The Nomad's Home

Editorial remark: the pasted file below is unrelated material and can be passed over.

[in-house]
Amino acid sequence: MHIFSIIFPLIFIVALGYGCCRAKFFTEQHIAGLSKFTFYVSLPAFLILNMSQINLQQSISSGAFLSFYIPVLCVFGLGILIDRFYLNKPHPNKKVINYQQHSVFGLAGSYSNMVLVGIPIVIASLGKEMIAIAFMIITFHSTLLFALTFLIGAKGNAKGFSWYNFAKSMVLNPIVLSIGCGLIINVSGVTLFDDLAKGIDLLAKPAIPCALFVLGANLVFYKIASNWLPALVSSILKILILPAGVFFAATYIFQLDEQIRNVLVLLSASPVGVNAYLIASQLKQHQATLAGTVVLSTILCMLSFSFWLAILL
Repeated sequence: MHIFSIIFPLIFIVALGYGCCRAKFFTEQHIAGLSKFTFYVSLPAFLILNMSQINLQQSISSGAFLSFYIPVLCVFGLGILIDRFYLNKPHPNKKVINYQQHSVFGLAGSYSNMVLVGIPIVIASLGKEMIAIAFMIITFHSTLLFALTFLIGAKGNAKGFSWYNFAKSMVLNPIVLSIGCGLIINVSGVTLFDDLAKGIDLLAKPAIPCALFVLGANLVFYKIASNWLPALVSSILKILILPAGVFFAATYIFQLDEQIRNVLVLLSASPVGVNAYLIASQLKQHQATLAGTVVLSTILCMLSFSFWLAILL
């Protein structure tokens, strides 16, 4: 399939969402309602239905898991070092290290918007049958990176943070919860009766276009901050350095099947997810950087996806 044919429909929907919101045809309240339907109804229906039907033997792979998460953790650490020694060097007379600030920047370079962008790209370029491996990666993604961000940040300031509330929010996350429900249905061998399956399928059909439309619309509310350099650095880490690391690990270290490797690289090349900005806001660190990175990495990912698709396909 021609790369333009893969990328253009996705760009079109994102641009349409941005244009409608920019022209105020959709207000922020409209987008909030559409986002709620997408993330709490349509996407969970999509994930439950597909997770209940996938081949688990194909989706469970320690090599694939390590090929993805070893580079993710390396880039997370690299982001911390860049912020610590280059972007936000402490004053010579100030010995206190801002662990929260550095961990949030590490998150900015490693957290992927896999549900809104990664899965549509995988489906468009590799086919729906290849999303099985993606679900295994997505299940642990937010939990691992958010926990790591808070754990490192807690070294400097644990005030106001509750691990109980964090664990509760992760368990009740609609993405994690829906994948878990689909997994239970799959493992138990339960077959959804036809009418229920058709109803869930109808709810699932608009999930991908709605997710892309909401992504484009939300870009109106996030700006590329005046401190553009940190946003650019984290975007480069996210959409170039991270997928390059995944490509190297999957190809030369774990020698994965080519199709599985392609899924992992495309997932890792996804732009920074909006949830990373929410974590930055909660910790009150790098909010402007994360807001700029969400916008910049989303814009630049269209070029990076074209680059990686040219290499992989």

The nomad's home is called a ger. Because a nomad must travel a lot to make sure his animals have good land to feed on, the nomads home must be portable. The ger can be taken down and loaded onto a camel in one hour. It can also be set up in an hour. The home is made up of many components. Many gers, though not all, have a wooden floor. In the middle of this floor is a metal stove, which is used to cook on and heat the ger during cold months. (In the area that we visited, there were not many trees. So, instead of firewood, the nomads use dried yak dung as fuel.) The walls are made of sections of crisscrossed wood, which moves like an accordian, much like the gates used in America to block babies from going into areas that may be dangerous. About 80 wooden poles are angled between the top of the walls and the huge ring in the center of the ceiling. This forms a roof that is cone shaped. Once the wooden structure is set up, sheets of decorative cotton or other fabric is placed over the walls from outside. Then thick felt, made out of pressed animal fur, is tied over the walls and poles. Canvas, or other cotton, is laid down next, followed by more felt, and more canvas. If the fires are kept hot, the gers can be extremely warm during the coldest months.